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Current Affairs – 27 November 2021

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Multi-dimensional Poverty Index (MPI)

Indian Express



  • The first-ever Multi-dimensional Poverty Index (MPI) prepared by government think tank NITI Aayog has said that Bihar has the highest proportion of people, at 51.91% of the state’s population, who are multidimensionally poor, followed by Jharkhand at 42.16% and Uttar Pradesh at 37.79%.


  • Bihar also has the highest number of malnourished people followed by Jharkhand, Madhya Pradesh, Uttar Pradesh, and Chhattisgarh.
  • Kerala, Goa, and Sikkim have the lowest percentage of population being multidimensionally poor at 0.71%, 3.76% and 3.82%, respectively.
  • This baseline report of the national MPI measure is based on the reference period of 2015-16 of the National Family Health Survey (NFHS).
  • Among the Union Territories (UTs), Dadra and Nagar Haveli (27.36%), Jammu & Kashmir, and Ladakh (12.58%), Daman & Diu (6.82%) and Chandigarh (5.97%), have emerged as the poorest UTs.
  • The proportion of poor in Puducherry at 1.72% is the lowest among the UTs, followed by Lakshadweep at 1.82%, Andaman & Nicobar Islands at 4.30% and Delhi at 4.79%.


  • The MPI seeks to measure poverty across its multiple dimensions and in effect complements existing poverty statistics based on per capita consumption expenditure.
  • It has three equally weighted dimensions – health, education, and standard of living – which in turn are represented by 12 indicators such as nutrition, school attendance, years of schooling, drinking water, sanitation, housing, bank accounts among others.
  • Measuring poverty has evolved globally over the years. The conventional method has been to specify a minimum income (or expenditure) required to purchase a basket of goods and services to meet basic needs.
  • It required defining a poverty line first, which the C Rangarajan committee had estimated in 2014 to be Rs 972 a month per person in rural areas and Rs 1,407 a month per person in urban areas, at 2011-12 prices.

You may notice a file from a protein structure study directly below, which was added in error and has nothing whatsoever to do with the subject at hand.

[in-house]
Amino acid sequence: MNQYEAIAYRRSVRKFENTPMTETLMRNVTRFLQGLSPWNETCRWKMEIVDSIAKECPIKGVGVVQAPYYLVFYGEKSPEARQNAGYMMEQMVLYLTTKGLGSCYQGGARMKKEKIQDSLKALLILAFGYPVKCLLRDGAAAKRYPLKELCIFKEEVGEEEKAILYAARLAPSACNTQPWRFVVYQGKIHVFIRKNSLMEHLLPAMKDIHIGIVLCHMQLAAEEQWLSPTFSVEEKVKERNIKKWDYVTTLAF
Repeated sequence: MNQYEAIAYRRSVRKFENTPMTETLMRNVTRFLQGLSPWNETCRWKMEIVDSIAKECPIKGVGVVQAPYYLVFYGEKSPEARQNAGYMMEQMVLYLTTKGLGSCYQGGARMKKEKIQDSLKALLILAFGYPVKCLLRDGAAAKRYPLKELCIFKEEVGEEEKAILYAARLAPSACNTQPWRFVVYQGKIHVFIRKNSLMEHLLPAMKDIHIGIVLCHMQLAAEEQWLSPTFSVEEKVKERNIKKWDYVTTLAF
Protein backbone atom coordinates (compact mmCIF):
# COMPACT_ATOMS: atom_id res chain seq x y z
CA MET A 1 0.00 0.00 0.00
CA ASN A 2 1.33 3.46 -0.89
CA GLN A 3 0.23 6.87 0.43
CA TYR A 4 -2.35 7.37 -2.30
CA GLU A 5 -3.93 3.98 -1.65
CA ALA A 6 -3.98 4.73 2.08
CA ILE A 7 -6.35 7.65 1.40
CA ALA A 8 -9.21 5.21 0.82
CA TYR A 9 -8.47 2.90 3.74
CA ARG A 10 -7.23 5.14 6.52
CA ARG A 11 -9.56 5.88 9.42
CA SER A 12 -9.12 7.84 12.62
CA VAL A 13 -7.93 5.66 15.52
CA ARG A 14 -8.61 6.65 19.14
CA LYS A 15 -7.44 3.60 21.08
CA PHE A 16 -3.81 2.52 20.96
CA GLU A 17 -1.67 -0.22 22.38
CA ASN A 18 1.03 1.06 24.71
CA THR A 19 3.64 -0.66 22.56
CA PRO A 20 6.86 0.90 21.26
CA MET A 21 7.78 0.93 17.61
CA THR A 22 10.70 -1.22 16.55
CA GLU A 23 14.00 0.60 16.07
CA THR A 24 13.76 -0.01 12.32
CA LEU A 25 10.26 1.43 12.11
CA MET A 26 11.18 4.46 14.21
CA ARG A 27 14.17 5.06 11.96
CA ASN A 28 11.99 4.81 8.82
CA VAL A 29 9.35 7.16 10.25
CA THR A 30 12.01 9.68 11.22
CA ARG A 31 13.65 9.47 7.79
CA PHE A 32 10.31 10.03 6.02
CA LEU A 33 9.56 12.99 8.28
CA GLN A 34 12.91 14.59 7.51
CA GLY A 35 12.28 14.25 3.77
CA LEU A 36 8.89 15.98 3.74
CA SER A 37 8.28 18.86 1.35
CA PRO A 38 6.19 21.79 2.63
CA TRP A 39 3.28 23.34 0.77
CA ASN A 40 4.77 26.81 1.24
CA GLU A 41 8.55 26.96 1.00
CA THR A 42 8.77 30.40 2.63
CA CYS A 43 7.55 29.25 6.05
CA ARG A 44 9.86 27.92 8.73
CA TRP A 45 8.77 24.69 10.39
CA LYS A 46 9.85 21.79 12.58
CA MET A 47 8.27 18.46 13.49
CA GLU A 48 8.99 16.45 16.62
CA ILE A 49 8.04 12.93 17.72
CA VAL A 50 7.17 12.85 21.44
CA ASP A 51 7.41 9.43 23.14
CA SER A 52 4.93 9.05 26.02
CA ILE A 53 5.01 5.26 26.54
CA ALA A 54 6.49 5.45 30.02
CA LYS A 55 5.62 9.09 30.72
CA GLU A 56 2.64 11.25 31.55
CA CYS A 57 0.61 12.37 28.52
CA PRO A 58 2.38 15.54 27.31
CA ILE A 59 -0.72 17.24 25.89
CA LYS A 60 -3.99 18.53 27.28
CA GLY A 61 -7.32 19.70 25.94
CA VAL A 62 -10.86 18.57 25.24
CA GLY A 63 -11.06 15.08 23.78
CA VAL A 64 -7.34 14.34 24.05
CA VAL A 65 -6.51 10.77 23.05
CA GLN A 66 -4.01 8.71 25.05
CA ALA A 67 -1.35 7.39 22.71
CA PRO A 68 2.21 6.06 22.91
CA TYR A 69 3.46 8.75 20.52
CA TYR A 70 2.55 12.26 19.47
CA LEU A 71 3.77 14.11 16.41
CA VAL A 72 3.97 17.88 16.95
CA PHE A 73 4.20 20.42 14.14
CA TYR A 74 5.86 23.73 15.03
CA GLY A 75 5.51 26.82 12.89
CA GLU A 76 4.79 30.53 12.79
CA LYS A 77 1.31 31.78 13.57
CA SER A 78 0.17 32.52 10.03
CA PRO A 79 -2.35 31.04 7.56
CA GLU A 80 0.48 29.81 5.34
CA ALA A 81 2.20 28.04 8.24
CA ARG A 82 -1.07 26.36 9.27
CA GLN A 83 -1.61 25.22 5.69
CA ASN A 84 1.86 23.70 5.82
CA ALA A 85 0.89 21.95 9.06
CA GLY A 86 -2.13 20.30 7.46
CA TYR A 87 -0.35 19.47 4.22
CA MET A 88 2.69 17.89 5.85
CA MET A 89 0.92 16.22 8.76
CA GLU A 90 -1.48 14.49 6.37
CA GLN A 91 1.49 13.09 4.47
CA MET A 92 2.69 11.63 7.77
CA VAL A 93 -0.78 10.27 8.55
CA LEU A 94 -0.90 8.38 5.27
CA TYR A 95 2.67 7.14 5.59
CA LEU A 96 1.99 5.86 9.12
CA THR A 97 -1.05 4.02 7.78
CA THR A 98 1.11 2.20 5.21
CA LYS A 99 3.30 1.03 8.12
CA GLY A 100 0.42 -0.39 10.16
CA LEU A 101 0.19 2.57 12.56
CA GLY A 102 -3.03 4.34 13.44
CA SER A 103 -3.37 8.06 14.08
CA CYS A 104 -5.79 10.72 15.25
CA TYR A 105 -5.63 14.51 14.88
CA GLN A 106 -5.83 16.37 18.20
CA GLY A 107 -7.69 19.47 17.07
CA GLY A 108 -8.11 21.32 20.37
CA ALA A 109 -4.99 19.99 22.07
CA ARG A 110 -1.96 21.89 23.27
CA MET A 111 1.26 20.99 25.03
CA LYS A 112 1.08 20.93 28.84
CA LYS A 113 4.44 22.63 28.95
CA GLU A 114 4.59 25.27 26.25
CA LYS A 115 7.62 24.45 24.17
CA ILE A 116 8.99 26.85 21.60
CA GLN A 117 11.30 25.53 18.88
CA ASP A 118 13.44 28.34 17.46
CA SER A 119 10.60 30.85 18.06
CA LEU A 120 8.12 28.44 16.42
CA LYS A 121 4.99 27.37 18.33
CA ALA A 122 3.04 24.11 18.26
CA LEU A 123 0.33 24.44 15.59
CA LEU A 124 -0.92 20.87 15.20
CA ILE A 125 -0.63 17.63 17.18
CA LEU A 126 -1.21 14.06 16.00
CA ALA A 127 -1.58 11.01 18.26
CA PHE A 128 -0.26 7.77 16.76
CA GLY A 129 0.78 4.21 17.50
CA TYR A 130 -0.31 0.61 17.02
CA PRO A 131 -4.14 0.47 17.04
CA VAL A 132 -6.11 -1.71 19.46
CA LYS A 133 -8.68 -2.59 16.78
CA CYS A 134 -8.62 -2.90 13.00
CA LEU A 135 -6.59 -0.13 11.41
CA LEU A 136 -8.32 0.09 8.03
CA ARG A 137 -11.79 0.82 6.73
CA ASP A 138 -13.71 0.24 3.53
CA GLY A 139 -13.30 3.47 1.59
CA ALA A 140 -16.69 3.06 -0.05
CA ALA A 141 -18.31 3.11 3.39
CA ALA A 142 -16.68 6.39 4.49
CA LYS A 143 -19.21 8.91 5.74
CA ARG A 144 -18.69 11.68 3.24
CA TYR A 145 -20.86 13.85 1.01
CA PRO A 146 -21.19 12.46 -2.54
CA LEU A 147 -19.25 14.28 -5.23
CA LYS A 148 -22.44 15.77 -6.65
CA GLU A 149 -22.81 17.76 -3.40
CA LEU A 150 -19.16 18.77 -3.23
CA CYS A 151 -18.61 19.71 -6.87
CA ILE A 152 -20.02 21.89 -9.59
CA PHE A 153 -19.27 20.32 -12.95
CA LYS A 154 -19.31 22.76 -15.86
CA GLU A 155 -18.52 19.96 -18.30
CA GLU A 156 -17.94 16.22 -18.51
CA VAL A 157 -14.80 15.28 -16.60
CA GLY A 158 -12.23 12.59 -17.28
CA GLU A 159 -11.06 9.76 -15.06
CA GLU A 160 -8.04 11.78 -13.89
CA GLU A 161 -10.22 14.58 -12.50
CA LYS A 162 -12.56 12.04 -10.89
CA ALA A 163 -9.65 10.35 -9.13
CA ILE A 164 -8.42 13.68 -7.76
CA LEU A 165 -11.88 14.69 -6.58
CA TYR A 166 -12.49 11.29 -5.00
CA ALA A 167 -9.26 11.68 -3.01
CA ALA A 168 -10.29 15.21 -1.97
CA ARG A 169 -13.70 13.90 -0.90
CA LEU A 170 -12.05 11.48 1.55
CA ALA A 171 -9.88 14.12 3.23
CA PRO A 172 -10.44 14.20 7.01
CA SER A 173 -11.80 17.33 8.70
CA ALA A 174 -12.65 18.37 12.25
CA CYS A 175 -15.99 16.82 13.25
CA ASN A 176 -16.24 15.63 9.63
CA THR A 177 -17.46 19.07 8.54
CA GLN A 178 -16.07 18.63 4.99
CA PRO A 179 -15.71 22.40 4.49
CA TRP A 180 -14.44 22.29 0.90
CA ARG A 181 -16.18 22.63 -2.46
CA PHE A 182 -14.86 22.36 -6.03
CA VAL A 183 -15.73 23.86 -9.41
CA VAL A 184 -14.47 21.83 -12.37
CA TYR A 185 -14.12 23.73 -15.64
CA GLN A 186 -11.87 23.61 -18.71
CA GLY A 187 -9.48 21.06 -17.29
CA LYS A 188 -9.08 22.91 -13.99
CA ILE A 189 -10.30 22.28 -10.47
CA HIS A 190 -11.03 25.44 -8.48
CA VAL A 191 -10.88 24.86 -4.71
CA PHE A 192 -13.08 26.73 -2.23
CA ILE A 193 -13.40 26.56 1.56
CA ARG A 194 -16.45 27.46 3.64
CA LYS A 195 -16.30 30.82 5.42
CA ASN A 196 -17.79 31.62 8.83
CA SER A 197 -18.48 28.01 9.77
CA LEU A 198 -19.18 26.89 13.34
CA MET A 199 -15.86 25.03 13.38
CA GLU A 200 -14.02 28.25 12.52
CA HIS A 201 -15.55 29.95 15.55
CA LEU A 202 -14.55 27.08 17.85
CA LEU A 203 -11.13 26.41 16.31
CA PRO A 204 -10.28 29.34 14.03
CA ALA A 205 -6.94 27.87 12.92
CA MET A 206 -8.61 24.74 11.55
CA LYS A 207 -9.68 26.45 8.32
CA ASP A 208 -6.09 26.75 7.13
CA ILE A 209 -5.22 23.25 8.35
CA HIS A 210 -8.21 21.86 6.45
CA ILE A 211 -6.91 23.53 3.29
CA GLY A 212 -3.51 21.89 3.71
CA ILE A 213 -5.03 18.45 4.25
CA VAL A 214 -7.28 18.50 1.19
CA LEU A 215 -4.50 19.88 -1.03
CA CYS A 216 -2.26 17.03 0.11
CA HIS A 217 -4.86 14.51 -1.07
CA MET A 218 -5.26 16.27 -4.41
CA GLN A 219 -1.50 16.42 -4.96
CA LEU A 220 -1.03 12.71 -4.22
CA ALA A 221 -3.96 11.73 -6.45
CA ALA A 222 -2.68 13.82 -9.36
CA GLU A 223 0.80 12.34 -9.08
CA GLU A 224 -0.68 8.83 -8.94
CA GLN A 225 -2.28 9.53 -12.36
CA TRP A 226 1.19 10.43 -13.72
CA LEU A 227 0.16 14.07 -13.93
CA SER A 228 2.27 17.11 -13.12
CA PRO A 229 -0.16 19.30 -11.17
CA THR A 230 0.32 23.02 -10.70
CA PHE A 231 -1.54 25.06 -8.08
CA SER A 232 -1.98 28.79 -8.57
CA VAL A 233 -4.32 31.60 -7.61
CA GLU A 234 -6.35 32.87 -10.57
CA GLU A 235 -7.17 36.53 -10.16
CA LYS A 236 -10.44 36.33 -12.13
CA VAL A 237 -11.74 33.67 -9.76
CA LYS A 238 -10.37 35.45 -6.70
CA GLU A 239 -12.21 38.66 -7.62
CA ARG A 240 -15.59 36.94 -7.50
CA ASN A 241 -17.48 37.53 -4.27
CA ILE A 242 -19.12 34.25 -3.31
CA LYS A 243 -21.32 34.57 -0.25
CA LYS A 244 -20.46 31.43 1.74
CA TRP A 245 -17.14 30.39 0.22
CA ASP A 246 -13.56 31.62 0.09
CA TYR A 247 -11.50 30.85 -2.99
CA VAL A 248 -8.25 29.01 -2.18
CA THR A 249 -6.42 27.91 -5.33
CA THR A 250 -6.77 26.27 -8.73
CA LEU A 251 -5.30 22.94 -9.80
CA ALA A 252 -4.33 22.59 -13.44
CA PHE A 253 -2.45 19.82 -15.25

• The development of the National Multidimensional Poverty Index of India is an important contribution towards instituting a public policy tool which monitors multidimensional poverty, informs evidence-based and focused interventions, thereby ensuring that no one is left behind.
  • This report presents an in-depth analysis of the headcount ratio and intensity of multidimensional poverty at the national, State/UT, and district levels.
  • The MPI uses the globally accepted methodology developed by the Oxford Poverty and Human Development Initiative (OPHI) and the United Nations Development Programme (UNDP). The dimensions of the index have proven to help identify and achieve targeted policy interventions.
  • The ability to provide a better depiction of poverty and inform more precise policy actions has been an incentive in every country that has developed a national MPI so far.
  • Evidence has shown that people who are experiencing multiple deprivations in crucial areas of their lives, such as education, health, safety, or employment, may not be income poor and policies to reduce income poverty may not affect other deprivations.
  • Public action in areas like education, infrastructure, and housing, which might only impact income in the next generation, are not well captured by traditional monetary metrics of poverty estimation, whereas a national MPI can show rapid improvements in these areas, making visible the impact of social policies and interventions more directly.
  • The MPI will enable estimation of poverty not only at the level of the states but also for all the 700-plus districts across the 12 indicators, capturing simultaneous deprivations and indicator-wise contribution to poverty.
  • It will facilitate formulation of sectoral policies and targeted interventions which contribute towards ensuring that “no one is left behind”.
  • The district-wise estimation of the national MPI will also ensure reaching out to the furthest behind first through focused efforts on specific indicators and dimensions.
  • The index is calculated by first setting the deprivation cut-offs for each indicator, i.e., the level of achievement considered normatively sufficient for an individual to be considered not deprived in an indicator. For example, the individual has completed at least six years of schooling.
  • Such a cut off would be applied to determine whether the individual is deprived in each indicator. Weights are added to each indicator and a composite metric is then used to calculate the index.

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